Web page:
Russia is using the real world experience its has gained in its air campaign over Syria to improve its warplanes. While Moscow’s air war no doubt furthered the Kremlin’s political objectives on the international stage, the campaign also served as a de facto live-fire operational test and evaluation period for Russia’s newest warplanes.
Indeed, the Syrian campaign showed that Russia’s new advanced Sukhoi Su-34 Fullbacks, Su-35S Flanker-E—and possibly the Su-30SM Flanker-H—required minor tweaks to their systems as a result of their recent combat experience. The aircraft required modifications to their flight controls and engines as result of the lessons learned during their deployment.
“The failures were in the control system and the engine. In general, they are not critical,” a Russian defense source told Russian-language Rambler news service. Another source told the Russian news agency that most of the glitches were “little things” and “were eliminated on the spot.” Overall, the feedback from the combat pilots was that the new Flankers performed very. “All the pilots noted the high quality of aircraft,” a source told Rambler.
It’s not unusual to discover glitches during real world combat operations especially on a new aircraft. In fact, problems are often discovered even on mature aircraft that have been in service for years under wartime conditions. What this does is demonstrate that the Russians are taking home the lessons learned from their Syrian adventure and incorporating that knowledge. Ultimately, that means that the Russian Air Force will only grow more formidable as a threat as it continues to refine its procedures and operating concepts as a result of its real world experiences.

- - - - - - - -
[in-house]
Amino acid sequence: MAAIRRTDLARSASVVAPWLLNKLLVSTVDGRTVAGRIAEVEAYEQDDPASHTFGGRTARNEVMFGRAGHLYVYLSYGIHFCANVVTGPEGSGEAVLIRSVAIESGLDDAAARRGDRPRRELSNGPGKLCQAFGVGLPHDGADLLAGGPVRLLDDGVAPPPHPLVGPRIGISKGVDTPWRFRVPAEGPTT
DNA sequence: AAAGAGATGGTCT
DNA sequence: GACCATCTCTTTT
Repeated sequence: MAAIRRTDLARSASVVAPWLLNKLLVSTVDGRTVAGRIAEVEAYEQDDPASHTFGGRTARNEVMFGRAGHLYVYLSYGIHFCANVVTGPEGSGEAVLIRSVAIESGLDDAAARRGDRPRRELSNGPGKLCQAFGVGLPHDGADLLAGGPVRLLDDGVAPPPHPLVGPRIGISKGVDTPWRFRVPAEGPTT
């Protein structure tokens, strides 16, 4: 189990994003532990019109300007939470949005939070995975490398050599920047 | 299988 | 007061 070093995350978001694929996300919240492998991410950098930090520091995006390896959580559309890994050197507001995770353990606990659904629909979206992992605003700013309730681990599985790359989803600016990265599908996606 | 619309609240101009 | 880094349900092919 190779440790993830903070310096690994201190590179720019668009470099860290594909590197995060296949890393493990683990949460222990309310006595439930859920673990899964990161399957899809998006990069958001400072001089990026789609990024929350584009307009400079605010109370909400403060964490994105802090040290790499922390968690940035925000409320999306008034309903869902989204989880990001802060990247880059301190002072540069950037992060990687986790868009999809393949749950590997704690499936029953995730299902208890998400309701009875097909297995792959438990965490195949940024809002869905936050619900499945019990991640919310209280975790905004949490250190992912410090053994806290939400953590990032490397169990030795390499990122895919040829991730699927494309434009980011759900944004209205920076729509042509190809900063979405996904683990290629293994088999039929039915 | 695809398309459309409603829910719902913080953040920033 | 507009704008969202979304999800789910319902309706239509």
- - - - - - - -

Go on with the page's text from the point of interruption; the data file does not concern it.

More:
Indeed, the Su-34 was among the best performers during the Russia’s Syrian air campaign—carrying out the bulk of Russian precision guided weapons strikes using weapons like the KAB-500S GLONASS-guided bomb and guided missiles like the Kh-25ML and the Kh-29L. The Russian government is so pleased with the bombers’ performance that it giving Sergei Smirnov, the director of the Novosibirsk Aircraft Production Association, an award as a result of the Su-34’s performance.
However, Russia now acknowledges that only a fraction of its airstrikes used precision-guidance. The rest of the munitions were dumb bombs like the OFAB-250-270. Moscow also asserts that their GLONASS-aided SVP-24 Gefest target-acquisition system affords them the ability to drop conventional dumb bombs with greater accuracy. However, such claims are dubious at best—many bomb sights have claimed such capability in the past. But without some means to correct the weapons course on the way down, there is no way to drop unguided aerial munitions from above 10,000ft with any degree of accuracy.
Dave Majumdar is the defense editor for The National Interest. You can follow him on Twitter: @davemajumdar.
Image: Flickr/Creative Commons.